The Mueller report settled any doubts about congressional capacity to subpoena Trump’s taxes and business records. Mueller pointed out that Congress under Article I has the “power to enact laws that protect congressional proceedings, federal investigations, the courts, and grand juries against corrupt efforts to undermine their functions.” An investigation into Trump’s finances would clearly be germane to determine whether present obstruction of justice and corrupt practices laws are adequate and what reforms might be necessary to ensure an honest legal enforcement in the future.

The Trump complaint neither mentions the Cummings “Notice of Intent” nor the Mueller Report when trying to explain why the subpoena is an unconstitutional fishing expedition that “serves no legitimate legislative purpose.” Instead, the complaint begins with such excerpts from Trump’s Twitter account as “The Democratic Party . . . has declared all-out political war against President Donald J. Trump” and “Instead of working with the President to pass bipartisan legislation that would actually benefit Americans, House Democrats are singularly obsessed with finding something they can use to damage the President politically.”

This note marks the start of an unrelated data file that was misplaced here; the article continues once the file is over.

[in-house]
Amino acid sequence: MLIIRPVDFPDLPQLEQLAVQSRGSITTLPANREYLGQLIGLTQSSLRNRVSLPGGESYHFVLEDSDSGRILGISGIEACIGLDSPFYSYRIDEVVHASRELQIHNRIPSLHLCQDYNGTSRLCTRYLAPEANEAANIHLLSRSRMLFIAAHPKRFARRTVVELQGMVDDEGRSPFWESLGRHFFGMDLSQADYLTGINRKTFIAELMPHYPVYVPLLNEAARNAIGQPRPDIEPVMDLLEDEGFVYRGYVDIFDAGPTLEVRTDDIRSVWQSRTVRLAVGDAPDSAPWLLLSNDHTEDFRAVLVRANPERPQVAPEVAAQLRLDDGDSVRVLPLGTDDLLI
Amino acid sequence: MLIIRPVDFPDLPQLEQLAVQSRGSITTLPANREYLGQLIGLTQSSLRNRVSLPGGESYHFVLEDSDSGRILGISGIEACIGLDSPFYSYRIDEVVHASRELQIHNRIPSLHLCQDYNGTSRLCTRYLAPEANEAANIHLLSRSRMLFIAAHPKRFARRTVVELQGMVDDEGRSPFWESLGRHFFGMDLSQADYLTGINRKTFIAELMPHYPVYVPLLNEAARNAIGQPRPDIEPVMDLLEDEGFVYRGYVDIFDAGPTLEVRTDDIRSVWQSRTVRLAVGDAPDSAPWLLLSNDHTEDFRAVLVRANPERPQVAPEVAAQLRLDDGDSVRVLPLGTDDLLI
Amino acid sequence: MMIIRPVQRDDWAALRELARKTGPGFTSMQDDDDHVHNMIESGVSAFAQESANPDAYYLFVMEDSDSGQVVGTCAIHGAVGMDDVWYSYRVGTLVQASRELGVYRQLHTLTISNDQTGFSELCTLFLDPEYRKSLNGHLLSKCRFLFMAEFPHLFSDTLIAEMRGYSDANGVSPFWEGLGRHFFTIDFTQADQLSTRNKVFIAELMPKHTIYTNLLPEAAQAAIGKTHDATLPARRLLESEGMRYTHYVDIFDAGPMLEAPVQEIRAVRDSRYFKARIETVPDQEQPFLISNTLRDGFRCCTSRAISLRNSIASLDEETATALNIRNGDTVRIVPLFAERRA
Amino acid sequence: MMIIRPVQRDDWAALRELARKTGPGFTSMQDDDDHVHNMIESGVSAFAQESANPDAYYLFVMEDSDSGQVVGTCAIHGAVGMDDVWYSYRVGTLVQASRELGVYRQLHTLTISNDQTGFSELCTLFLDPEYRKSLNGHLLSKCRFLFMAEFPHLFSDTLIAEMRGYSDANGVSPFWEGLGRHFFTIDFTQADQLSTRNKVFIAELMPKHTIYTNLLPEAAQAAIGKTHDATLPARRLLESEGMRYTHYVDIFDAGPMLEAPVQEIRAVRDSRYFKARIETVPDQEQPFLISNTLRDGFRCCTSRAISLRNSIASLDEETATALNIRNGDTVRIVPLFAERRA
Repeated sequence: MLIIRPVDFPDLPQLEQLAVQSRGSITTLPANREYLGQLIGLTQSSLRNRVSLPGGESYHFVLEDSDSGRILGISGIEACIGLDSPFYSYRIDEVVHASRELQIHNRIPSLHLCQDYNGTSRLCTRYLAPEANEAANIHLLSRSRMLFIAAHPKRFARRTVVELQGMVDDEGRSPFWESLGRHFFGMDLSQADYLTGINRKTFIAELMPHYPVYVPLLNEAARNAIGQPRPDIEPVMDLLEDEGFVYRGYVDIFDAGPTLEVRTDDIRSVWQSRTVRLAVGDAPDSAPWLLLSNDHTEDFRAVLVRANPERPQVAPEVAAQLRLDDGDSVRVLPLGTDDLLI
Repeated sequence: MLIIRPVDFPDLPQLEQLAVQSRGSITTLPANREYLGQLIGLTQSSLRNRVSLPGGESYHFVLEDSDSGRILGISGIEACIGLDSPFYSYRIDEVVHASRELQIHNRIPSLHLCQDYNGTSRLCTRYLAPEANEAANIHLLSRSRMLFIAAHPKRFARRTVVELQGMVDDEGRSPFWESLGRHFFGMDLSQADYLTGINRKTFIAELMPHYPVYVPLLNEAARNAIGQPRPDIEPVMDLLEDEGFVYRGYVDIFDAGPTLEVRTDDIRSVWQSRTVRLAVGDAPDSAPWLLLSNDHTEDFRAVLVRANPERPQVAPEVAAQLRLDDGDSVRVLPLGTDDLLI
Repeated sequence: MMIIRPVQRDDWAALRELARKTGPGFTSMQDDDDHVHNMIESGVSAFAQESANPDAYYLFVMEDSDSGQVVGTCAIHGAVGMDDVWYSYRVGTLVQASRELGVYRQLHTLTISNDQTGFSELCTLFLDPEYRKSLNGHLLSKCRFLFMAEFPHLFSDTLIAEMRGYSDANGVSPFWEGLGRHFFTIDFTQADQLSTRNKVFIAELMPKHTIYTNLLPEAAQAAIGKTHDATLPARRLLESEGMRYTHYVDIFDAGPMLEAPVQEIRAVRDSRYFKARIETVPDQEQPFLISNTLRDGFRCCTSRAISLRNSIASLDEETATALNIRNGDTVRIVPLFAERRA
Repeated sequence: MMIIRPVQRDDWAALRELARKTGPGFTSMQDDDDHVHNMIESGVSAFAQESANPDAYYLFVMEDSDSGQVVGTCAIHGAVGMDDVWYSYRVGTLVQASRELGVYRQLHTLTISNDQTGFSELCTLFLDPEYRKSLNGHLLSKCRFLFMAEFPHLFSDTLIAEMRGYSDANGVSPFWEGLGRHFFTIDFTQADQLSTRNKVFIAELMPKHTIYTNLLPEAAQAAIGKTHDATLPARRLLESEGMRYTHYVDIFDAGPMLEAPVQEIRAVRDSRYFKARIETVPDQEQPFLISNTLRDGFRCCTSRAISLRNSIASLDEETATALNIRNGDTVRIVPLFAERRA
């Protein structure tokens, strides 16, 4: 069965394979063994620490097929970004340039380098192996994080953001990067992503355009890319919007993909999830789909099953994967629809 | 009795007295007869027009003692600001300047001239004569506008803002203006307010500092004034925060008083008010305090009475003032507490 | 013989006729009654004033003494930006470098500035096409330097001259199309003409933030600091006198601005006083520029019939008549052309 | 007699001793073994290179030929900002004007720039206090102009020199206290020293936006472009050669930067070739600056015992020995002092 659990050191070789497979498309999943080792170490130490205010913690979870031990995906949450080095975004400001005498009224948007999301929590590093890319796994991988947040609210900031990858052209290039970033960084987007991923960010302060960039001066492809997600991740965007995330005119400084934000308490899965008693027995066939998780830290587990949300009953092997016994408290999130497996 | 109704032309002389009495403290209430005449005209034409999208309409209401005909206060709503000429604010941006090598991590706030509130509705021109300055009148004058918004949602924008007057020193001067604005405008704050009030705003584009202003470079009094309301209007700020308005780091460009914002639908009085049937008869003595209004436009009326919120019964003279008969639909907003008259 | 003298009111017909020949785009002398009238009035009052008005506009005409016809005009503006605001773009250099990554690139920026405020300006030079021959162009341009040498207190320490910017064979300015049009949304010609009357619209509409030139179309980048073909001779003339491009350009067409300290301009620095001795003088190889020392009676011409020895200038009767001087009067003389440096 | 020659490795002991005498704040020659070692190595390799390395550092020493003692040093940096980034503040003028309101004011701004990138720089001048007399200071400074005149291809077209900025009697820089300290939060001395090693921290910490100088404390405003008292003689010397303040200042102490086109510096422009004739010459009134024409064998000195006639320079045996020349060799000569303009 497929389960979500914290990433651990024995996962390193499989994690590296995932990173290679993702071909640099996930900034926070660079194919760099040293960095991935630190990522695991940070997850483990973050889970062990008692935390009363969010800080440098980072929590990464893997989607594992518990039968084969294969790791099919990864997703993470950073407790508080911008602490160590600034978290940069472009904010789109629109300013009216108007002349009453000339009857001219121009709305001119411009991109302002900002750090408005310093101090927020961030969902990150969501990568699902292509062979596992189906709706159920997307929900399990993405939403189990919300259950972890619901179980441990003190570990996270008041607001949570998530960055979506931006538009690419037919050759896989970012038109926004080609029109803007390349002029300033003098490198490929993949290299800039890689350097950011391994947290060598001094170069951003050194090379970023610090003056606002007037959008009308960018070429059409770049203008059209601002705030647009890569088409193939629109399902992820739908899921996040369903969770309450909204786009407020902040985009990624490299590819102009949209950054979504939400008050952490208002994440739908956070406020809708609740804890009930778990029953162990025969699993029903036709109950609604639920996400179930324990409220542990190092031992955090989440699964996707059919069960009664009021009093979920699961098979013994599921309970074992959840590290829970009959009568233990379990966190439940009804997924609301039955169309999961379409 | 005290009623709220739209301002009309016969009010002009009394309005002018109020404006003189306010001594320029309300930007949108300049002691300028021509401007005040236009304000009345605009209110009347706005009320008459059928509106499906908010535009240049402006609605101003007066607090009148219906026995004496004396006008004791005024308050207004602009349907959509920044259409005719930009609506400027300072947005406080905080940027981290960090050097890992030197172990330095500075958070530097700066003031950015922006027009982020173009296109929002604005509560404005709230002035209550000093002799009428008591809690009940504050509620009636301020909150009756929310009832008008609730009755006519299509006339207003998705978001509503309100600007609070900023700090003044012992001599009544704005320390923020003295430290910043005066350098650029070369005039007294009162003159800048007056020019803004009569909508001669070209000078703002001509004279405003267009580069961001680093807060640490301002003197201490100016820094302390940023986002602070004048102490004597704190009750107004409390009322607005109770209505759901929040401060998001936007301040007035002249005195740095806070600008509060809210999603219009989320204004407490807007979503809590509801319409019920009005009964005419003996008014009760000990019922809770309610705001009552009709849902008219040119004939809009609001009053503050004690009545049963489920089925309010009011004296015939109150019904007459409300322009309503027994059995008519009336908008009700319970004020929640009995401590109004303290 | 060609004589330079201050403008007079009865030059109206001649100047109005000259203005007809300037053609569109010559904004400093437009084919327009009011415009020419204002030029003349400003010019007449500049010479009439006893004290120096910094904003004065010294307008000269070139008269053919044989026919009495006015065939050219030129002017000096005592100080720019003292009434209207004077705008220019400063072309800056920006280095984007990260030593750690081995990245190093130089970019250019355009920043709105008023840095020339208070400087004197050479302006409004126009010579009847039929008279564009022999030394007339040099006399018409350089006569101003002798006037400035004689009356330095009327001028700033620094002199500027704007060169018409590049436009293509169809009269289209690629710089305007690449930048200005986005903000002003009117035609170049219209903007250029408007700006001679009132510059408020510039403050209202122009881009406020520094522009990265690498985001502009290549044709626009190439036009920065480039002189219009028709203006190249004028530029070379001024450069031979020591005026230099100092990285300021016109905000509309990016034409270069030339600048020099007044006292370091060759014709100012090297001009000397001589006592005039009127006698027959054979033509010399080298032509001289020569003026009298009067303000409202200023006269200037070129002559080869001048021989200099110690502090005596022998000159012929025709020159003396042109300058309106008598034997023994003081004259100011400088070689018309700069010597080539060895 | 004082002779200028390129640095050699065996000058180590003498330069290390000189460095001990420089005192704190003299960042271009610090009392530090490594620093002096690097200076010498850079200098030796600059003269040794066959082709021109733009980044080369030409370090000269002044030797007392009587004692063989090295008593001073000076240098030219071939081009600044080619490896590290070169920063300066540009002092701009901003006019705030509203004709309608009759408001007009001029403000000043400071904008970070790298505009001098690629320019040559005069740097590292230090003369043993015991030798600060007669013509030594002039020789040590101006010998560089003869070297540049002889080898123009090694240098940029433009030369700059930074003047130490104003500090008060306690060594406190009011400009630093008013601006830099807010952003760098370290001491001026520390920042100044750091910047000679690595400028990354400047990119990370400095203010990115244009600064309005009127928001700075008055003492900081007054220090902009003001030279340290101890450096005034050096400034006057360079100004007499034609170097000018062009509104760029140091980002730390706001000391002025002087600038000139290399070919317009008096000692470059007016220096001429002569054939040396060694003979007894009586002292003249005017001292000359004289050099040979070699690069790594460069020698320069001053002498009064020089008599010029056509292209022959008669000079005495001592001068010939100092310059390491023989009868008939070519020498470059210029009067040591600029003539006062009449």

The complaint then relies almost exclusively on broad statements Democrats made when celebrating their victory in the 2018 election to demonstrate Congress has no legitimate reason to gain access to Trump’s tax and business records. Trump’s lawyers quote Nancy Pelosi, who on election night 2018 declared, the “subpoena power” is “a great arrow to have in your quiver” and a Democratic congressional aide who stated, “Congress is going to force transparency on this president.” Horrors! This is the equivalent of a defense lawyer quoting a prosecutorial comment at a press conference that “we are going to convict Smith” as proof that the prosecution has no evidence, rather than discussing the evidence the prosecutor laid out in the opening argument.